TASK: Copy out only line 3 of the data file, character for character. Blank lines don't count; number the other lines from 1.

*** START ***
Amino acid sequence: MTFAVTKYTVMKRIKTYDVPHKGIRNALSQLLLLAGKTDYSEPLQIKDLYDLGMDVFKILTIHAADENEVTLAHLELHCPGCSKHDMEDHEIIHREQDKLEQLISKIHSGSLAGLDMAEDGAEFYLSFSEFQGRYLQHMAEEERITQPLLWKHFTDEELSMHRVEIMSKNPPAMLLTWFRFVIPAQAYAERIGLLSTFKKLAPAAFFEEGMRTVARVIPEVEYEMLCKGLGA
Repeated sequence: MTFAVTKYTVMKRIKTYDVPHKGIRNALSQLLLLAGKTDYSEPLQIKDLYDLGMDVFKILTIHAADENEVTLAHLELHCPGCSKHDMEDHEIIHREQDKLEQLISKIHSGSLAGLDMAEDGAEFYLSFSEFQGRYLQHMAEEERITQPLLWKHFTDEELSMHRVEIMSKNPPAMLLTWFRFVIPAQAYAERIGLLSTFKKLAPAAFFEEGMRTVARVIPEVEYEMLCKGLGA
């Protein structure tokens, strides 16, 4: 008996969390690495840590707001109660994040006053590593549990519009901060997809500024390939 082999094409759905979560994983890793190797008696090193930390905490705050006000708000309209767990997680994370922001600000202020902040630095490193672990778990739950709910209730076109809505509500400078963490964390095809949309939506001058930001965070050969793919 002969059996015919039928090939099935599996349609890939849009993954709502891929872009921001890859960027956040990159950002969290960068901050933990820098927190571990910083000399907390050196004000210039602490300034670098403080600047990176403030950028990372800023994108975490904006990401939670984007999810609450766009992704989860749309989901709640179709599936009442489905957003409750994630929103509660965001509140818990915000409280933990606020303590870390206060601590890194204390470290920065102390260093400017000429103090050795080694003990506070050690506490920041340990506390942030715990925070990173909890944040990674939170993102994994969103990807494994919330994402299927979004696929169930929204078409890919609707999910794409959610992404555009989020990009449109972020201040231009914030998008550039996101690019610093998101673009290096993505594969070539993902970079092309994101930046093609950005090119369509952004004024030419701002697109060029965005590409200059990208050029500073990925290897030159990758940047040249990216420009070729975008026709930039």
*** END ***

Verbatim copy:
């Protein structure tokens, strides 16, 4: 008996969390690495840590707001109660994040006053590593549990519009901060997809500024390939 082999094409759905979560994983890793190797008696090193930390905490705050006000708000309209767990997680994370922001600000202020902040630095490193672990778990739950709910209730076109809505509500400078963490964390095809949309939506001058930001965070050969793919 002969059996015919039928090939099935599996349609890939849009993954709502891929872009921001890859960027956040990159950002969290960068901050933990820098927190571990910083000399907390050196004000210039602490300034670098403080600047990176403030950028990372800023994108975490904006990401939670984007999810609450766009992704989860749309989901709640179709599936009442489905957003409750994630929103509660965001509140818990915000409280933990606020303590870390206060601590890194204390470290920065102390260093400017000429103090050795080694003990506070050690506490920041340990506390942030715990925070990173909890944040990674939170993102994994969103990807494994919330994402299927979004696929169930929204078409890919609707999910794409959610992404555009989020990009449109972020201040231009914030998008550039996101690019610093998101673009290096993505594969070539993902970079092309994101930046093609950005090119369509952004004024030419701002697109060029965005590409200059990208050029500073990925290897030159990758940047040249990216420009070729975008026709930039």